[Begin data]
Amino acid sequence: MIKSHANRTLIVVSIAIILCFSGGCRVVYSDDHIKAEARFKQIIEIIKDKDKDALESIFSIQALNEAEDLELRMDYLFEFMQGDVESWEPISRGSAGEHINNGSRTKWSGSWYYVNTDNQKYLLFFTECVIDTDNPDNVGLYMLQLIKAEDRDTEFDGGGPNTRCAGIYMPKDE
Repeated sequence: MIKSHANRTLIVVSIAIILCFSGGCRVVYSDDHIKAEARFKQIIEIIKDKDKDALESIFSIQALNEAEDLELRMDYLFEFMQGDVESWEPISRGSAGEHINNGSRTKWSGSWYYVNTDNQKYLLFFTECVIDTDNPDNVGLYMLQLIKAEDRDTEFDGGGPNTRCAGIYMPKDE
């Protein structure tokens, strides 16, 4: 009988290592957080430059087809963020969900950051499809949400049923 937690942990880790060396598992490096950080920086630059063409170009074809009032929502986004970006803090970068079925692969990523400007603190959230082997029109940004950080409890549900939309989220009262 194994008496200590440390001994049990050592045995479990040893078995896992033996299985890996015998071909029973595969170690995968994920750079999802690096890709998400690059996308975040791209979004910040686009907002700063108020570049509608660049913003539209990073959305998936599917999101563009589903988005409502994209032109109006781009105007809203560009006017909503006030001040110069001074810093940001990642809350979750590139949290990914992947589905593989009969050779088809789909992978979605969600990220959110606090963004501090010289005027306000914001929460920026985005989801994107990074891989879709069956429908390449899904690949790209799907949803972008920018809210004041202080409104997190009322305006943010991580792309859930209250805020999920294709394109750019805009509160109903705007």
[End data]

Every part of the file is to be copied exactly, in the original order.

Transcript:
Amino acid sequence: MIKSHANRTLIVVSIAIILCFSGGCRVVYSDDHIKAEARFKQIIEIIKDKDKDALESIFSIQALNEAEDLELRMDYLFEFMQGDVESWEPISRGSAGEHINNGSRTKWSGSWYYVNTDNQKYLLFFTECVIDTDNPDNVGLYMLQLIKAEDRDTEFDGGGPNTRCAGIYMPKDE
Repeated sequence: MIKSHANRTLIVVSIAIILCFSGGCRVVYSDDHIKAEARFKQIIEIIKDKDKDALESIFSIQALNEAEDLELRMDYLFEFMQGDVESWEPISRGSAGEHINNGSRTKWSGSWYYVNTDNQKYLLFFTECVIDTDNPDNVGLYMLQLIKAEDRDTEFDGGGPNTRCAGIYMPKDE
């Protein structure tokens, strides 16, 4: 009988290592957080430059087809963020969900950051499809949400049923 937690942990880790060396598992490096950080920086630059063409170009074809009032929502986004970006803090970068079925692969990523400007603190959230082997029109940004950080409890549900939309989220009262 194994008496200590440390001994049990050592045995479990040893078995896992033996299985890996015998071909029973595969170690995968994920750079999802690096890709998400690059996308975040791209979004910040686009907002700063108020570049509608660049913003539209990073959305998936599917999101563009589903988005409502994209032109109006781009105007809203560009006017909503006030001040110069001074810093940001990642809350979750590139949290990914992947589905593989009969050779088809789909992978979605969600990220959110606090963004501090010289005027306000914001929460920026985005989801994107990074891989879709069956429908390449899904690949790209799907949803972008920018809210004041202080409104997190009322305006943010991580792309859930209250805020999920294709394109750019805009509160109903705007």